'Involve the people': Belgian citizens to debate disposal of radioactive waste

'Involve the people': Belgian citizens to debate disposal of radioactive waste
Photos: Ugo Realfonzo / Belgoprocess

In principle, the Federal Government made a decision in October about storing Belgium's highly radioactive waste underground. However, many questions about this process remain.

As was announced in April 2022, citizens can also give their input on the disposal of radioactive waste. On Wednesday, the year-long public hearing was launched by the King Baudouin Foundation, giving public the chance to have their say.

"No topic is too complex to involve the people," said Gerrit Rauws, director of the Foundation. "We want to appeal to as diverse a group of citizens as possible, including low-skilled and young people. It's a social issue and that's how we should treat it."

Very concerned with little knowledge

Radioactive waste is produced by Belgium's nuclear power plants (which account for more than half of all the waste), but also in research institutes, hospitals and industry. As it is harmful to people's health and the environment, the waste needs to be managed properly.

Energy Minister Tinne Van der Straeten last year cautioned that managing the waste will have consequences for hundreds of future generations, as it will remain radioactive for hundreds of thousands of years.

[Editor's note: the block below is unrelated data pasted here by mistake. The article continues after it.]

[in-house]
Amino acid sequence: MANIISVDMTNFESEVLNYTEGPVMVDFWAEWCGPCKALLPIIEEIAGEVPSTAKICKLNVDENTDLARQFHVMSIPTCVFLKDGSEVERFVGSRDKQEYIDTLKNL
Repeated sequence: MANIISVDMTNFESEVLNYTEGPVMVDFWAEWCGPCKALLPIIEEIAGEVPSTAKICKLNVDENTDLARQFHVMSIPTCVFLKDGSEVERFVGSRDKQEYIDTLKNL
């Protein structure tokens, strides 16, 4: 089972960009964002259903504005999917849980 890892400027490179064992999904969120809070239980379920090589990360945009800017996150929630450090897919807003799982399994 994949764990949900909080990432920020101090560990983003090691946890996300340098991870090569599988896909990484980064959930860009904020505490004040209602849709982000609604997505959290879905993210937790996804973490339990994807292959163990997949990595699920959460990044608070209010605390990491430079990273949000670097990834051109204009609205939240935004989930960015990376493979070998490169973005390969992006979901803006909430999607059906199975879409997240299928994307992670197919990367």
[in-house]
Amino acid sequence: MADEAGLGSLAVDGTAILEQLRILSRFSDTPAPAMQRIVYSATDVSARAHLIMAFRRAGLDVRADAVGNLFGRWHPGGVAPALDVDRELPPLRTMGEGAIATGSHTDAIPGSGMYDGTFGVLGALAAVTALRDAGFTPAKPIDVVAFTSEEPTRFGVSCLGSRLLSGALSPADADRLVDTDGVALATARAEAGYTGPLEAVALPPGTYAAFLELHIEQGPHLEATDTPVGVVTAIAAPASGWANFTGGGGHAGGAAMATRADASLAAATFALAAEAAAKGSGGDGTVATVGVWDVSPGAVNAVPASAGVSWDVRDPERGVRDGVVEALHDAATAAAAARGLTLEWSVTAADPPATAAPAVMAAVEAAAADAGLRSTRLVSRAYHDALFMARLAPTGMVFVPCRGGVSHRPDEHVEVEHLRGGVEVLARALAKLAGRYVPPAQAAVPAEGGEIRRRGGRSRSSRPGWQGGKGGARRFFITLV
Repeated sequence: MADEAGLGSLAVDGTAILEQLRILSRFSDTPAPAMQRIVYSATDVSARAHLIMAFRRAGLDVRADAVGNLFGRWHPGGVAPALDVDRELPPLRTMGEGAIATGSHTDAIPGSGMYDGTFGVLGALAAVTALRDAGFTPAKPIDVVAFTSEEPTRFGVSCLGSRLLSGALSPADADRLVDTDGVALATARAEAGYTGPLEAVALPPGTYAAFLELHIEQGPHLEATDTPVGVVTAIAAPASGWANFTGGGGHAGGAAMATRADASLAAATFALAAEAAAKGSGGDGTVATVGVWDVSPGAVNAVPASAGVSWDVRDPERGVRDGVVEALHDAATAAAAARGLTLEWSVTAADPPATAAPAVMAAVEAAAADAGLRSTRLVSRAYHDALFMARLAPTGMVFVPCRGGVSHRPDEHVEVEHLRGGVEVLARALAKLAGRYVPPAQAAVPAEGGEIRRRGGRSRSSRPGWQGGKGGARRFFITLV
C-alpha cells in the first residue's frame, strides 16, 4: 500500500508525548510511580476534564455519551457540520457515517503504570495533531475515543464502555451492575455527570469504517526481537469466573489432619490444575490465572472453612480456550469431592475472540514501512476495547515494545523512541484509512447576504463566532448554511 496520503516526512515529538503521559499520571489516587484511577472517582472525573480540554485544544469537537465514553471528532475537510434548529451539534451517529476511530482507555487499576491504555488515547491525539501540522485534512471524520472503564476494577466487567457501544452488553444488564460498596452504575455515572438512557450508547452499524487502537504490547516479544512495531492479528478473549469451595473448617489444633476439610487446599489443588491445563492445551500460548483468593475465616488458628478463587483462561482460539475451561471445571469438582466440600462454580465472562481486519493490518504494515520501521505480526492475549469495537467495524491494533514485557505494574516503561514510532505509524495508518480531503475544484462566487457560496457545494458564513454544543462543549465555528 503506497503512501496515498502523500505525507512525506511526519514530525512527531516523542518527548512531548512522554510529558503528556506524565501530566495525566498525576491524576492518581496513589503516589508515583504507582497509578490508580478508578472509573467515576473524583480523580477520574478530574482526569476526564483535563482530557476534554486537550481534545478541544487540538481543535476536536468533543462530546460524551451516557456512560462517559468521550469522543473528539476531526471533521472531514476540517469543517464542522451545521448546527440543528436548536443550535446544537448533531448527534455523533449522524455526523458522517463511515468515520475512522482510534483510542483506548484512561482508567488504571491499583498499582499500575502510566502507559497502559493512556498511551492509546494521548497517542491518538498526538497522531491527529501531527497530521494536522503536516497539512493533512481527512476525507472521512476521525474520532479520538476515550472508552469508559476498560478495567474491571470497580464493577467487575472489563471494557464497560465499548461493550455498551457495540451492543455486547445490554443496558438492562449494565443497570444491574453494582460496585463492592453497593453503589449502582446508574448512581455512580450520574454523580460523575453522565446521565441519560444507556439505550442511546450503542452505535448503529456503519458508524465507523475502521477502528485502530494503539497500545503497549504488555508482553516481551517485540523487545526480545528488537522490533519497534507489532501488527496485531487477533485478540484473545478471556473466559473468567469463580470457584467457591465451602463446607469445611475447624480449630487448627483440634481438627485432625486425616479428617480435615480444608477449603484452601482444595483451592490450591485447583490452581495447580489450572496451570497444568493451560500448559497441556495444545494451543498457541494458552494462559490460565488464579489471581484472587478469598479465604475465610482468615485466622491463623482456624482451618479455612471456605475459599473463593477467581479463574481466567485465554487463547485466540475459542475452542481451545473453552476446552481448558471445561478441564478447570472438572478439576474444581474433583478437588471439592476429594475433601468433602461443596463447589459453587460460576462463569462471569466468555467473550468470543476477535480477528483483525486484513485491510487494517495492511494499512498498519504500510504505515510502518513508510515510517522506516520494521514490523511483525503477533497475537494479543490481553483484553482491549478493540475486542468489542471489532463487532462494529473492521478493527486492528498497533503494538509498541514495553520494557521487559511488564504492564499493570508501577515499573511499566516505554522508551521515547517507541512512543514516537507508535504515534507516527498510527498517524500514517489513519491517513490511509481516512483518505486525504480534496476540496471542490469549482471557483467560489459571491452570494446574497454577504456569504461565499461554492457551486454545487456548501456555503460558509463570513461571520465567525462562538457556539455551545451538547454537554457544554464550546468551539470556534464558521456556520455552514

Doel nuclear power plant. Nuclear power plants account for more than half of all the waste. Credit: Belga/ Nicolas Maeterlinck

Ahead of the debate's launch, a joint study was carried out by ULB, UGent and KU Leuven looking into the general knowledge and concerns on the topic. It found that Belgians do worry about the management of radioactive waste and ranked their concerns 7.2 on a scale of one to ten. Most respondents cited concerns about health risks and climate damage.

The survey also found that a lack of knowledge prevented almost half of those surveyed from engaging in the debate, as they don't feel competent enough. However, it also highlighted the "radical" strength of opinion with which young people talk about nuclear waste.

Five key questions

Questions remain undecided as to how Belgium will store its nuclear waste; it will likely take several decades before the first disposal is excavated and about a century before the last of the waste disappears underground.

The public debate, overseen by the national institute for radioactive waste management (ONDRAF/NIRAS), will put together representative panels to include ordinary citizens, as well as civil society, industry, academics, experts and nuclear waste producers.

"Via workshops, round-table discussions and online participation, the public will help answer five questions: When will the final decisions be made? How do we choose the construction site? Who decides? Who pays for what? Is cooperation needed at the international level?," the Foundation explained in a statement.

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The project's website will provide information on the different categories of waste, what the policies are on the Belgian EU and global level, and who this issue concerns.

At the moment, most of Belgium’s nuclear waste is stored at Belgoprocess, a subsidiary of ONDRAF/NIRAS. Van der Straeten has previously stated that burying Belgium's nuclear waste will be the "longest, most expensive and most delicate project" the country has faced.

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